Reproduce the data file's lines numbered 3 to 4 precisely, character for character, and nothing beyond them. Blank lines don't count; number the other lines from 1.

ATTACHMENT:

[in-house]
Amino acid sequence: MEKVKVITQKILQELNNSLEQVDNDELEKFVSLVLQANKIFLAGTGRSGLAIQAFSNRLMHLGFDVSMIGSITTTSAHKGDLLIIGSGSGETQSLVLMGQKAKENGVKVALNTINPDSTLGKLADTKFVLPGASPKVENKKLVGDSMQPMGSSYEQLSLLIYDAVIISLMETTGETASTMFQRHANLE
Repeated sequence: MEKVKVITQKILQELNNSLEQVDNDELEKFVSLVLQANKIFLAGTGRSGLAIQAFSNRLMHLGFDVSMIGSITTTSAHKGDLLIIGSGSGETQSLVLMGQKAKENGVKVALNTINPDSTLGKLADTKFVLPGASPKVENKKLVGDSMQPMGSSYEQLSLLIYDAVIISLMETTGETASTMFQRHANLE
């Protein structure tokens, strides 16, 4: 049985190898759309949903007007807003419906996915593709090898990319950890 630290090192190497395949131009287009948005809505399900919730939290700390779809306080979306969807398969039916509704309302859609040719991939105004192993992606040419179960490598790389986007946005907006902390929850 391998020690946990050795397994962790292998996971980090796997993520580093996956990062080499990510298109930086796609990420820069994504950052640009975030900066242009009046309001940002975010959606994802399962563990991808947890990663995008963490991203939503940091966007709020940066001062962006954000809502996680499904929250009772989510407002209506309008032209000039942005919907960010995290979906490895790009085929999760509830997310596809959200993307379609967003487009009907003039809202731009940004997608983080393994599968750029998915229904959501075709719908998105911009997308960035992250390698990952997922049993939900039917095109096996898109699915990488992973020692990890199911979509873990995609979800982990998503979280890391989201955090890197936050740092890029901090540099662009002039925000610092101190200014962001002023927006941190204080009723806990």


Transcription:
Repeated sequence: MEKVKVITQKILQELNNSLEQVDNDELEKFVSLVLQANKIFLAGTGRSGLAIQAFSNRLMHLGFDVSMIGSITTTSAHKGDLLIIGSGSGETQSLVLMGQKAKENGVKVALNTINPDSTLGKLADTKFVLPGASPKVENKKLVGDSMQPMGSSYEQLSLLIYDAVIISLMETTGETASTMFQRHANLE
């Protein structure tokens, strides 16, 4: 049985190898759309949903007007807003419906996915593709090898990319950890 630290090192190497395949131009287009948005809505399900919730939290700390779809306080979306969807398969039916509704309302859609040719991939105004192993992606040419179960490598790389986007946005907006902390929850 391998020690946990050795397994962790292998996971980090796997993520580093996956990062080499990510298109930086796609990420820069994504950052640009975030900066242009009046309001940002975010959606994802399962563990991808947890990663995008963490991203939503940091966007709020940066001062962006954000809502996680499904929250009772989510407002209506309008032209000039942005919907960010995290979906490895790009085929999760509830997310596809959200993307379609967003487009009907003039809202731009940004997608983080393994599968750029998915229904959501075709719908998105911009997308960035992250390698990952997922049993939900039917095109096996898109699915990488992973020692990890199911979509873990995609979800982990998503979280890391989201955090890197936050740092890029901090540099662009002039925000610092101190200014962001002023927006941190204080009723806990």